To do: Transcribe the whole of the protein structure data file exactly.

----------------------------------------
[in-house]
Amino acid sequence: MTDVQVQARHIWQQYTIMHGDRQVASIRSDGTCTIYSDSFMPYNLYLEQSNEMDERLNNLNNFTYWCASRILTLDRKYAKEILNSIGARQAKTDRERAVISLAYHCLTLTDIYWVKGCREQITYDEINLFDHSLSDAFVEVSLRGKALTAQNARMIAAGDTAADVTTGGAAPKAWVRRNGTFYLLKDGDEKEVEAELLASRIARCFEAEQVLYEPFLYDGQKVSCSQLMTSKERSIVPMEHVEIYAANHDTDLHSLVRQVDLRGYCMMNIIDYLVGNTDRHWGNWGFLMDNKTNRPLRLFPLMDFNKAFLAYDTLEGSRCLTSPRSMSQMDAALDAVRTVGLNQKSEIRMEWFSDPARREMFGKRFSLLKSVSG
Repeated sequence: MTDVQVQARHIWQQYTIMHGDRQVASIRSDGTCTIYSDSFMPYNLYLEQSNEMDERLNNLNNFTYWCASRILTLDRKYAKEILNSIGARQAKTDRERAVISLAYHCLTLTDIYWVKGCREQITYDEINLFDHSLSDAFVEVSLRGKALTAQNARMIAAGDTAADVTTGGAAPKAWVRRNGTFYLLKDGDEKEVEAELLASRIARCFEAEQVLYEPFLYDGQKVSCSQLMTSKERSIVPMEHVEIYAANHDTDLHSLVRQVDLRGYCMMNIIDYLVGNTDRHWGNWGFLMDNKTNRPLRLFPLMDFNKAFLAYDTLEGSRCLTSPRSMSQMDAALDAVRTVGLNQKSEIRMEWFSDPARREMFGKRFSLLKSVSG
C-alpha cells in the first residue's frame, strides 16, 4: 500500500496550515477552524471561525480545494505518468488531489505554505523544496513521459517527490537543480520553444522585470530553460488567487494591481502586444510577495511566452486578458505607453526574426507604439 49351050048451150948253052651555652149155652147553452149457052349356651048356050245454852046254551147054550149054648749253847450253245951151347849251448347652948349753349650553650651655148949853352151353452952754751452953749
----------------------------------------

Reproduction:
[in-house]
Amino acid sequence: MTDVQVQARHIWQQYTIMHGDRQVASIRSDGTCTIYSDSFMPYNLYLEQSNEMDERLNNLNNFTYWCASRILTLDRKYAKEILNSIGARQAKTDRERAVISLAYHCLTLTDIYWVKGCREQITYDEINLFDHSLSDAFVEVSLRGKALTAQNARMIAAGDTAADVTTGGAAPKAWVRRNGTFYLLKDGDEKEVEAELLASRIARCFEAEQVLYEPFLYDGQKVSCSQLMTSKERSIVPMEHVEIYAANHDTDLHSLVRQVDLRGYCMMNIIDYLVGNTDRHWGNWGFLMDNKTNRPLRLFPLMDFNKAFLAYDTLEGSRCLTSPRSMSQMDAALDAVRTVGLNQKSEIRMEWFSDPARREMFGKRFSLLKSVSG
Repeated sequence: MTDVQVQARHIWQQYTIMHGDRQVASIRSDGTCTIYSDSFMPYNLYLEQSNEMDERLNNLNNFTYWCASRILTLDRKYAKEILNSIGARQAKTDRERAVISLAYHCLTLTDIYWVKGCREQITYDEINLFDHSLSDAFVEVSLRGKALTAQNARMIAAGDTAADVTTGGAAPKAWVRRNGTFYLLKDGDEKEVEAELLASRIARCFEAEQVLYEPFLYDGQKVSCSQLMTSKERSIVPMEHVEIYAANHDTDLHSLVRQVDLRGYCMMNIIDYLVGNTDRHWGNWGFLMDNKTNRPLRLFPLMDFNKAFLAYDTLEGSRCLTSPRSMSQMDAALDAVRTVGLNQKSEIRMEWFSDPARREMFGKRFSLLKSVSG
C-alpha cells in the first residue's frame, strides 16, 4: 500500500496550515477552524471561525480545494505518468488531489505554505523544496513521459517527490537543480520553444522585470530553460488567487494591481502586444510577495511566452486578458505607453526574426507604439 49351050048451150948253052651555652149155652147553452149457052349356651048356050245454852046254551147054550149054648749253847450253245951151347849251448347652948349753349650553650651655148949853352151353452952754751452953749